Australia Why on earth is Labor dealing with Dutton on a federal ICAC?

05:11  26 september  2022
05:11  26 september  2022 Source:   crikey.com.au

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Regarding the unveiling of the government’s legislation for a federal anti-corruption body, and the possibility that Labor has done a deal with the Coalition to avoid Senate amendments, it’s wise to remember that Labor came late to the idea of a federal ICAC. It wasn’t until early 2018 that Bill Shorten finally signed Labor up for such a body, but the Greens and crossbenchers had been calling for one for years.

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As the torrent of scandals, abuse of power, misconduct and rorting that characterised the Morrison years went by, Labor’s support hardened — especially in the face of the deliberately weak, secretive model that Morrison and Christian Porter wanted, which would actually have helped the corrupt cover up their crimes.

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But it pays to remember that the transition from opposition to government can perform an almost alchemical transformation in attitudes to transparency, integrity and accountability.

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According to Peter Dutton, Labor has been busy discussing a federal ICAC model with the Coalition, despite the deep antipathy toward accountability and integrity modelled by the Liberals and Nationals when in government. Dutton says that public hearings for an anti-corruption body are “problematic” and “the government concedes that point”.

The opposition may be verballing Attorney-General Mark Dreyfus, but if true, it could represent a major watering-down of the power of a federal ICAC.

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Put simply, public hearings are crucial to the effectiveness of an anti-corruption body. It is terror of the “perp walk” in the minds of politicians, public officials and those who have tried to suborn them that will focus officials on whether particular conduct might lead to a trip in for a public hearing. And taxpayers have an absolute right to find out what their officials — elected and otherwise — have been doing.

The only people who don’t think public hearings are a good idea are politicians themselves, crooks who’ve been exposed, and News Corp, which hates the NSW ICAC with a passion.

Dutton also claims “we’re working constructively with the government” on the “breadth” of the body, suggesting it will be narrower than needed.

The idea of Labor working “constructively” with the Coalition on a federal ICAC should be ringing loud alarm bells about the prospect of a major party stitch-up. Certainly the crossbenchers suspect one is afoot.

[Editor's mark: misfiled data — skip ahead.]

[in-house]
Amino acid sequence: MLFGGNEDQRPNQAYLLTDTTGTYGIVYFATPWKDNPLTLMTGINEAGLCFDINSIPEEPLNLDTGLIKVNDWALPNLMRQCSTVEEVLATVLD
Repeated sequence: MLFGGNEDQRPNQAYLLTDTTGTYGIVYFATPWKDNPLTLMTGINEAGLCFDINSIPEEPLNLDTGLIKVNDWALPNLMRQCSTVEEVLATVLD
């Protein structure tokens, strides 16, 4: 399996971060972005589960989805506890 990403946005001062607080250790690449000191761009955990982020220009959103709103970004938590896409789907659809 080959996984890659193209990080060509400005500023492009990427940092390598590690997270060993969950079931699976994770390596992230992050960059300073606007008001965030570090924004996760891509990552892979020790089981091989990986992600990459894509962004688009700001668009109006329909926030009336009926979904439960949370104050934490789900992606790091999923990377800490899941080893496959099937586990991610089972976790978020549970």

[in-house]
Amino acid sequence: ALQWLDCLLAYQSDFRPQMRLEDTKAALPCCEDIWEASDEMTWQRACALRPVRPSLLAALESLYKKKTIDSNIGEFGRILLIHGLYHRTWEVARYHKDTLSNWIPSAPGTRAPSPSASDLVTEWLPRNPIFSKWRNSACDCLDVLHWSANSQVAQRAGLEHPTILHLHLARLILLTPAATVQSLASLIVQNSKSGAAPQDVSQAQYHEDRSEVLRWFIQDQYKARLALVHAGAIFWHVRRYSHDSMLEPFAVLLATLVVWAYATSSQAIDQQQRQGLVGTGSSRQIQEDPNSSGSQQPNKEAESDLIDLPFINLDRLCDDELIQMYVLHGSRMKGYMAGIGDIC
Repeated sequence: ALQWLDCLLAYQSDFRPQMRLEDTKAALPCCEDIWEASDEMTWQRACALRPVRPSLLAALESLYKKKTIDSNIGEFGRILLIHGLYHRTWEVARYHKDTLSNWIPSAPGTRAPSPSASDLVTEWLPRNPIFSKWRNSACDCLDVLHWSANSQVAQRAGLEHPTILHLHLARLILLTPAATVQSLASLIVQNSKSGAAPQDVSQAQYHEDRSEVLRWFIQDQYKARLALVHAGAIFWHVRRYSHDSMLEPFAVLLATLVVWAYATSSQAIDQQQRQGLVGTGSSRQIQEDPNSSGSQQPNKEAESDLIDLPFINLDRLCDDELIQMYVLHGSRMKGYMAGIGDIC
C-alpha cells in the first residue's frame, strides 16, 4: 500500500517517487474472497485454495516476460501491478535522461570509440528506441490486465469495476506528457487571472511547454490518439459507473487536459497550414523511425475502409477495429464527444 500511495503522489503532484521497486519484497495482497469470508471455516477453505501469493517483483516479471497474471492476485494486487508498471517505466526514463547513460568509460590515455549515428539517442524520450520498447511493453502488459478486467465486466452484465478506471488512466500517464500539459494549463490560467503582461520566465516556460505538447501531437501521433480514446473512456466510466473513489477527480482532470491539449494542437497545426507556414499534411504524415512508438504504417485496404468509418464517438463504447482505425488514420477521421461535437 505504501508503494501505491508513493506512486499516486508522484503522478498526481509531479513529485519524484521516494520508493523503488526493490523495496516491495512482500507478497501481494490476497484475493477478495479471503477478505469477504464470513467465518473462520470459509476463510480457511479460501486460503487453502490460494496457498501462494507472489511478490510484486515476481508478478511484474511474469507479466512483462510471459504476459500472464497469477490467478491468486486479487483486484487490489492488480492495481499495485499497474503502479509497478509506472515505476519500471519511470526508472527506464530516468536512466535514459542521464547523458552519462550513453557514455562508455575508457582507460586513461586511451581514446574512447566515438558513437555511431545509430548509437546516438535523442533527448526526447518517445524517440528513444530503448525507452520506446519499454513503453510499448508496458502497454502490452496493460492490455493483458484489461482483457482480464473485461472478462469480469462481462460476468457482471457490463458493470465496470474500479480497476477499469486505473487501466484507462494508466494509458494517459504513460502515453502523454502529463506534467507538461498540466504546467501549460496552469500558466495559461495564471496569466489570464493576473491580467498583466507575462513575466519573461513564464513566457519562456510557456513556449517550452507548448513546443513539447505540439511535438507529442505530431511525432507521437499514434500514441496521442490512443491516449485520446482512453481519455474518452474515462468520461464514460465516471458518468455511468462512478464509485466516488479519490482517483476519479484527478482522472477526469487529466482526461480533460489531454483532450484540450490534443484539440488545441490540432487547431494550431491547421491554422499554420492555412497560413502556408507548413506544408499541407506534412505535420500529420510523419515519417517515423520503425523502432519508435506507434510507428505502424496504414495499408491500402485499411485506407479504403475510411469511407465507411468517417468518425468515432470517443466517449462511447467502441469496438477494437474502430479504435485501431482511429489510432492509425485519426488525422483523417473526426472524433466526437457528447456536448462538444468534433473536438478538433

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This morning, all the House of Reps crossbenchers, including Bob Katter, the Greens and David Pocock released a statement noting that “we have been raising our detailed concerns with the government for many months now in a good faith attempt to have them addressed in a timely way”.

They want whistleblower protections, oversight mechanisms that will protect the independence of the body, including secure funding, and the ability to self-initiate investigations, including into “grey” corruption — pork-barrelling, rorting, appointments of mates and other abuses of office that might not amount to criminal conduct.

The statement also calls for “jurisdiction over third parties who seek to improperly influence government decisions and funding”.

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The word “improperly” is doing a lot of heavy lifting in that sentence. Arguably, anyone who pays a political donation to get access to decision-makers is “improperly” trying to influence decisions, because the great bulk of us don’t have that kind of access.

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A lobbyist who is a former MP, party powerbroker or political strategist who knows her calls will be returned and her meeting requests promptly acknowledged is “improperly” trying to influence decisions. But these kinds of influence are legal under our current, woefully inadequate donation and lobbying laws. Far better to regulate the problem at the source rather than wait for an egregious case to appear before a federal body.

Labor will argue that an anti-corruption body that isn’t supported by the opposition risks charges of illegitimacy and abolition at the next change of government. Well and good — if the Coalition wants to go to the next election promising to abolish a federal ICAC, let them knock themselves out. Labor would do far better to be seen to negotiate with the teal independents and David Pocock, strengthening their case to voters at the next election to keep their seats.

Tomorrow has become a significant test for Labor: once unveiled, we can see whether Labor is serious about integrity, or has indeed been preparing a major party stitch-up.

Are you concerned Labor is losing its enthusiasm for a strong federal ICAC now it’s in government? Let us know your thoughts by writing to letters@crikey.com.au. Please include your full name to be considered for publication. We reserve the right to edit for length and clarity.

The post Why on earth is Labor dealing with Dutton on a federal ICAC? appeared first on Crikey.

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usr: 1
This is interesting!